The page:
• Bud Abbot & Lou Costello: They were famous in the 1940s. They were vaudeville actors who moved to radio and then film and television. The fat Costello is the straight gullible guy while Bud Abbot is the scheming type. Costello is not very bright and does not understand words with more than three syllables. This creates several comedic situations in which Bud says something and Costello understands either the literal meaning or the something it sounds like. The most famous of such routines is “Who is on first”. Who or Hu is a player but Costello think he is asking a question. Then, Bud says Watt’s second and Costello thinks “What is second”. Some of their movies that I saw were:
    • Pardon My Sarong
    • Abbott and Costello Meet Frankenstein
    • Abbott and Costello Go to Mars
  • Bing Crosby and Bob Hope: Their “Road to” pictures are famous to this day. Road to Bali, Road to Hong Kong and Road to Singapore are among them. Beautiful actress Dorothy Lamour appeared in many of these movies.
  • Bud Spencer & Terrence Hill: These Italian actors were famous in the 1980s and made

    Bud Spencer and Terrence Hill

    several films set in the US and dubbed in English to the target the larger audience worldwide. Bud Spencer is the tall fat guy and his punches seemed to pack quite a lot of power and that was one of the reasons why people all over the world turned up at cinemas to watch his films. In one movie a tough takes a thick steel road and bends it with his bare hands. Bud Spencer picks up the bent bar and straightens it with his bare hands. Top that! When not being Chuck Norris, Bud Spencer is the most nicest guy except when he has to deal with the crooked blue-eyed Terrence Hill. Because of this, he becomes a hero to all kids who get to watch his films.  Bud Spencer has a website – https://en.budspencerofficial.com/ It is written in the same friendly and jovial character that he played in the movie.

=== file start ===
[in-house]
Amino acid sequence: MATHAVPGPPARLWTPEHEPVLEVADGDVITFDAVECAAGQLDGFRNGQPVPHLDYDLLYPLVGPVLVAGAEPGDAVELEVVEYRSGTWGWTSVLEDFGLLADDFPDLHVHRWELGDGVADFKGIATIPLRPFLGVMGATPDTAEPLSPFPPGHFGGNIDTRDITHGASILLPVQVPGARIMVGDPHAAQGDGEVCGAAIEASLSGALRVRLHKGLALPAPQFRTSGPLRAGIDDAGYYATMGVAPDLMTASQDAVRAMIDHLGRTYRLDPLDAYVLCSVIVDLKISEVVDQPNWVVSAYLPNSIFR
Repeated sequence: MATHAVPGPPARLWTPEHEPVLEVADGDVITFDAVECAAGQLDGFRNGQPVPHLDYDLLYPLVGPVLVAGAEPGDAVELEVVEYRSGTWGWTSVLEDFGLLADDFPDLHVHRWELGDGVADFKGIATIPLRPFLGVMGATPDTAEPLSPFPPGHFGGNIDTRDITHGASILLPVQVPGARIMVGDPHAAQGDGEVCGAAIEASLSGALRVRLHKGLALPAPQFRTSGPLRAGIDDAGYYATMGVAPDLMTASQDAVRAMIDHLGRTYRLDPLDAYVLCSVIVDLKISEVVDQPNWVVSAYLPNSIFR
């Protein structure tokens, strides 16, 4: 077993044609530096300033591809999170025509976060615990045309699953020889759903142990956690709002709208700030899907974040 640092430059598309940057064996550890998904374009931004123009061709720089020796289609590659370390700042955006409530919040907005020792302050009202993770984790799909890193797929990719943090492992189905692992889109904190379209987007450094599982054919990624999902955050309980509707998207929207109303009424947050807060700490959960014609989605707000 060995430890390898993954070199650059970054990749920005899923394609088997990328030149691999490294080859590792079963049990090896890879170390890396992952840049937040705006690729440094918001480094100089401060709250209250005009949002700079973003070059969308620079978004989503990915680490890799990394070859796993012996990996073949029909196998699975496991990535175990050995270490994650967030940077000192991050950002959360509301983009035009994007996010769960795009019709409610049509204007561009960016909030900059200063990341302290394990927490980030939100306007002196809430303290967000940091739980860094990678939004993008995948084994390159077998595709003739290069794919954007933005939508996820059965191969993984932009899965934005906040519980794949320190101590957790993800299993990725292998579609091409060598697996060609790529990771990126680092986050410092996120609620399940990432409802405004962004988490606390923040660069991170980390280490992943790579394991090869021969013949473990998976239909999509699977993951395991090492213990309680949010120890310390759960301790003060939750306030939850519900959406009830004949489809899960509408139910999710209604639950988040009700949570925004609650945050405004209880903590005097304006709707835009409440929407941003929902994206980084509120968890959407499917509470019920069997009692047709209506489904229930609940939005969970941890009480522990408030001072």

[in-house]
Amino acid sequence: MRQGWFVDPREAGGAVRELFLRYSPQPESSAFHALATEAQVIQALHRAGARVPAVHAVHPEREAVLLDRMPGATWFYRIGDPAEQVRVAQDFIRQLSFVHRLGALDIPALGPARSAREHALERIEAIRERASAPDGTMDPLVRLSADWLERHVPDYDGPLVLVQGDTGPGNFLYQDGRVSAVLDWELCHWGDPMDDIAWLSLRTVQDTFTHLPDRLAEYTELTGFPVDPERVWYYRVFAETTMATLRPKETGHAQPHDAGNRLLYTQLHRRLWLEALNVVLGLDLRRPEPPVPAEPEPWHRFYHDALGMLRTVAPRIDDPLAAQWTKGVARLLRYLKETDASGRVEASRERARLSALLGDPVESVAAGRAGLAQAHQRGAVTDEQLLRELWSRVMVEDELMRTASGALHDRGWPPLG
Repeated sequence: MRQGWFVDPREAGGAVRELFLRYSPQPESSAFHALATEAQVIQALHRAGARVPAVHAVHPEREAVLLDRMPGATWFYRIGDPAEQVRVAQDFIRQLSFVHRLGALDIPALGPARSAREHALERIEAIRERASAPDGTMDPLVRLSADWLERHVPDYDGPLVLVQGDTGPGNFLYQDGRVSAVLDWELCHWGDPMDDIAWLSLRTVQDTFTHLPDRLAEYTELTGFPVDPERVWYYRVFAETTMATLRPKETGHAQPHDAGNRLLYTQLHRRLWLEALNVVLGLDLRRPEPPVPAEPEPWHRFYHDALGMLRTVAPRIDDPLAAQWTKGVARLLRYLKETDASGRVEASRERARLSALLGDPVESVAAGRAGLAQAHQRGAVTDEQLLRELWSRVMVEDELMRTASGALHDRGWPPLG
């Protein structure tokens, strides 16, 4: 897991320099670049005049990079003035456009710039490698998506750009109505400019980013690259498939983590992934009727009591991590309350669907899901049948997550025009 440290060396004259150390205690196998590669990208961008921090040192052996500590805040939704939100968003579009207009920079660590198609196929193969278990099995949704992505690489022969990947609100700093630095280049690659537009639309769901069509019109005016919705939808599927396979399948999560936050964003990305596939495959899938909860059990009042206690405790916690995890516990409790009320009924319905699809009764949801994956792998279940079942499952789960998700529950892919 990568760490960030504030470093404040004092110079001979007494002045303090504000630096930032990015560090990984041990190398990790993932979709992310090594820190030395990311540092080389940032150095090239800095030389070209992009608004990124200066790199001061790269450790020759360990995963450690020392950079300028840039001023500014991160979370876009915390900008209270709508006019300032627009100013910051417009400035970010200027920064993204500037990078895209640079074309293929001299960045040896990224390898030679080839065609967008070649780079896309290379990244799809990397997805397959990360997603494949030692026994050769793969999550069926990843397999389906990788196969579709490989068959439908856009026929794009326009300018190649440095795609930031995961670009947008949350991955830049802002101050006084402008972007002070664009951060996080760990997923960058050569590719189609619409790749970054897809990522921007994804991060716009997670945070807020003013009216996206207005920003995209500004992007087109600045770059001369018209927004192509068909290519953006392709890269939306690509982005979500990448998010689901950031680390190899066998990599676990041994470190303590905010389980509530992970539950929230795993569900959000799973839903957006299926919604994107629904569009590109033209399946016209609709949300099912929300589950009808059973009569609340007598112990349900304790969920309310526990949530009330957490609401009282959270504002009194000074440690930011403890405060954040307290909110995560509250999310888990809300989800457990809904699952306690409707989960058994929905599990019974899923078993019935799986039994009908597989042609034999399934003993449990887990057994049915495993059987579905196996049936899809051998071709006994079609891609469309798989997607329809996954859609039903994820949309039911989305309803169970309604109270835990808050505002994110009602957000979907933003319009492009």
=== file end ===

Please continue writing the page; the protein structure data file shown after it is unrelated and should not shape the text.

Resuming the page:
• Who finds a friend, finds a treasure
    • Double trouble
    • Miami cops

2-year user review of environment-friendly washing soaps (as opposed to detergents)

Two years ago, I purchased some bars of washing soap. The white more expensive one disappeared in a month. The yellow bar lasted well two years! I wash only my undergarments, lungis/mundus and the occasional blanket. Still, it is good value for money. If I had used detergents (made from petroleum), I would have gone through two dozen bars and it would have been more expensive too. So, the judgement is in favour of soaps on all counts.

IMPORTANT: Washing soaps need to be stored in an air-tight container. They seem to lose their softness if left out like detergents.

Two washing “soap” brands, available in Palakkad, Kerala.

NetCheck v2019.02.09 for Linux, Mac and Windows

NetCheck v2019.02.09 for #Linux, #Mac and #Windows adds ability change ping URL and interval (20 to 300 seconds) via the command-line arguments and notification tray icon menu. The Android version can already change the URL (but not the interval).

http://www.vsubhash.com/netcheck-app-for-android.html

 

Subhash TweetsToRSS v2019.02.04 for Android, Linux, Mac and Windows adds support animated GIFs and videos

A bug led to the discovery new capabilities.

EmailTweetor (desktop version) has the ability to post multiple images in one tweet. When checking this capability, I found to my dismay that TweetsToRSS was displaying only the last image in any tweet. Instead of += in the for loop, I had been using just =, which made the previous image details to be overwritten. I further explored the API and discovered support for animated GIFs and videos. So, the changes are:

  • Support for animated GIF images and videos.
  • Fix for bug which caused only the last image in a tweet to be displayed.
  • Fix for the bug (in Android) causing the locations.html file was displayed as raw HTML.
  • Fix for the following error, which caused the whole request to be cancelled if just one tweet in the list sent by Twitter generated it:

    404:The URI requested is invalid or the resource requested, such as a user, does not exists. Also returned when the requested format is not supported by the requested method. message – No status found with that ID. code – 144

Support for animated GIFs and videos in Subhash TweetsToRSS

Subhash TweetsToRSS now displays multiples images and any GIF animations or video found in a tweet.

A news report playing as a video from a Twitter account